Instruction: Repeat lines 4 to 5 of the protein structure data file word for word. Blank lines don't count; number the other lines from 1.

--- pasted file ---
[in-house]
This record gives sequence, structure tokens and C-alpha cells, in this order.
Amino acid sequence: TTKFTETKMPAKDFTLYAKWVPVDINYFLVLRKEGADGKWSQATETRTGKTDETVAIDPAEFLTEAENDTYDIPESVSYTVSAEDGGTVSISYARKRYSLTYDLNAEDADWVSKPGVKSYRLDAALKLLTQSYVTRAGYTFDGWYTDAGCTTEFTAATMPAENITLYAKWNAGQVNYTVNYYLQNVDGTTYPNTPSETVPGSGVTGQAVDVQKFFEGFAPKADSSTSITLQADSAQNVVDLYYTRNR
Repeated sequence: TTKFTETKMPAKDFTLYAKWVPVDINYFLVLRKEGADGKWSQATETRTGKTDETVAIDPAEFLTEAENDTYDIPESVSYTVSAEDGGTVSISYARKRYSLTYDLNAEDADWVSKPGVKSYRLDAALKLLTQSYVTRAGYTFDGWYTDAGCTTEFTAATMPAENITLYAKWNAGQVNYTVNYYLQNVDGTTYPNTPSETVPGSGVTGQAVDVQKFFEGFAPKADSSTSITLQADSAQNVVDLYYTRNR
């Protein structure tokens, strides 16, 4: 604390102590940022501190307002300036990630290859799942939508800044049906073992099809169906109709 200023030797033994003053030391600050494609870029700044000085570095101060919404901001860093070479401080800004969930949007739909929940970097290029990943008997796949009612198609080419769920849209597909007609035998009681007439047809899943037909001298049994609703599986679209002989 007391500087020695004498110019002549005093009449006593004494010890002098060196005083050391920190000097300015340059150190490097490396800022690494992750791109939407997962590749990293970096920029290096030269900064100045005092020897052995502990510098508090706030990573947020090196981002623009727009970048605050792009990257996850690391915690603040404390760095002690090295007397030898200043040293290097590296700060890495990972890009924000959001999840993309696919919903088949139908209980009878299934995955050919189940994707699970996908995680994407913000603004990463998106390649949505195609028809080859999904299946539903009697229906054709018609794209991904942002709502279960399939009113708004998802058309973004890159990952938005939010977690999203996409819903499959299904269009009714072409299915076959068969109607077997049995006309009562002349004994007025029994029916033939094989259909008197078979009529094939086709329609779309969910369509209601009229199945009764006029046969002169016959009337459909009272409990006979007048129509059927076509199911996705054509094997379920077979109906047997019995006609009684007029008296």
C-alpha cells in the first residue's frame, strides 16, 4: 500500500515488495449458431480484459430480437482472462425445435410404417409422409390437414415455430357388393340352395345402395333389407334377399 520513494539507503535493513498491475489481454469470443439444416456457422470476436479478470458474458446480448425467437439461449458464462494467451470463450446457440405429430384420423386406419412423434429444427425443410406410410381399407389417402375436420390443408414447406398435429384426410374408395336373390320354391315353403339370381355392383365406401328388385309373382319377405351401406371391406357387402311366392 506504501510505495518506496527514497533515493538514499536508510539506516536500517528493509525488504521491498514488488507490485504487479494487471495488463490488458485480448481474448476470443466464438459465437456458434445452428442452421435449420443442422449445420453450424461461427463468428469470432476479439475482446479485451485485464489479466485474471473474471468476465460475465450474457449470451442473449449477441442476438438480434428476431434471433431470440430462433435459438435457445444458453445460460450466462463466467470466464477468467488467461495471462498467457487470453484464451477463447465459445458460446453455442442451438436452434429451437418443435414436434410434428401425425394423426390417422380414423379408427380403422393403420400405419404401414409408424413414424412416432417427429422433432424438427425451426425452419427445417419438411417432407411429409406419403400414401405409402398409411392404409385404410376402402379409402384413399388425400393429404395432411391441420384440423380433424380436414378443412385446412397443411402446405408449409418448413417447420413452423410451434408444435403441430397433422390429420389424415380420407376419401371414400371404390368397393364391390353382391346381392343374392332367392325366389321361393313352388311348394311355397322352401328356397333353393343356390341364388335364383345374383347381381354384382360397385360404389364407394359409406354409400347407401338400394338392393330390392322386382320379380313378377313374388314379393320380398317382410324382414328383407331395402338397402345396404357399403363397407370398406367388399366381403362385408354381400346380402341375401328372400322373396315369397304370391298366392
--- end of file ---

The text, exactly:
Repeated sequence: TTKFTETKMPAKDFTLYAKWVPVDINYFLVLRKEGADGKWSQATETRTGKTDETVAIDPAEFLTEAENDTYDIPESVSYTVSAEDGGTVSISYARKRYSLTYDLNAEDADWVSKPGVKSYRLDAALKLLTQSYVTRAGYTFDGWYTDAGCTTEFTAATMPAENITLYAKWNAGQVNYTVNYYLQNVDGTTYPNTPSETVPGSGVTGQAVDVQKFFEGFAPKADSSTSITLQADSAQNVVDLYYTRNR
């Protein structure tokens, strides 16, 4: 604390102590940022501190307002300036990630290859799942939508800044049906073992099809169906109709 200023030797033994003053030391600050494609870029700044000085570095101060919404901001860093070479401080800004969930949007739909929940970097290029990943008997796949009612198609080419769920849209597909007609035998009681007439047809899943037909001298049994609703599986679209002989 007391500087020695004498110019002549005093009449006593004494010890002098060196005083050391920190000097300015340059150190490097490396800022690494992750791109939407997962590749990293970096920029290096030269900064100045005092020897052995502990510098508090706030990573947020090196981002623009727009970048605050792009990257996850690391915690603040404390760095002690090295007397030898200043040293290097590296700060890495990972890009924000959001999840993309696919919903088949139908209980009878299934995955050919189940994707699970996908995680994407913000603004990463998106390649949505195609028809080859999904299946539903009697229906054709018609794209991904942002709502279960399939009113708004998802058309973004890159990952938005939010977690999203996409819903499959299904269009009714072409299915076959068969109607077997049995006309009562002349004994007025029994029916033939094989259909008197078979009529094939086709329609779309969910369509209601009229199945009764006029046969002169016959009337459909009272409990006979007048129509059927076509199911996705054509094997379920077979109906047997019995006609009684007029008296």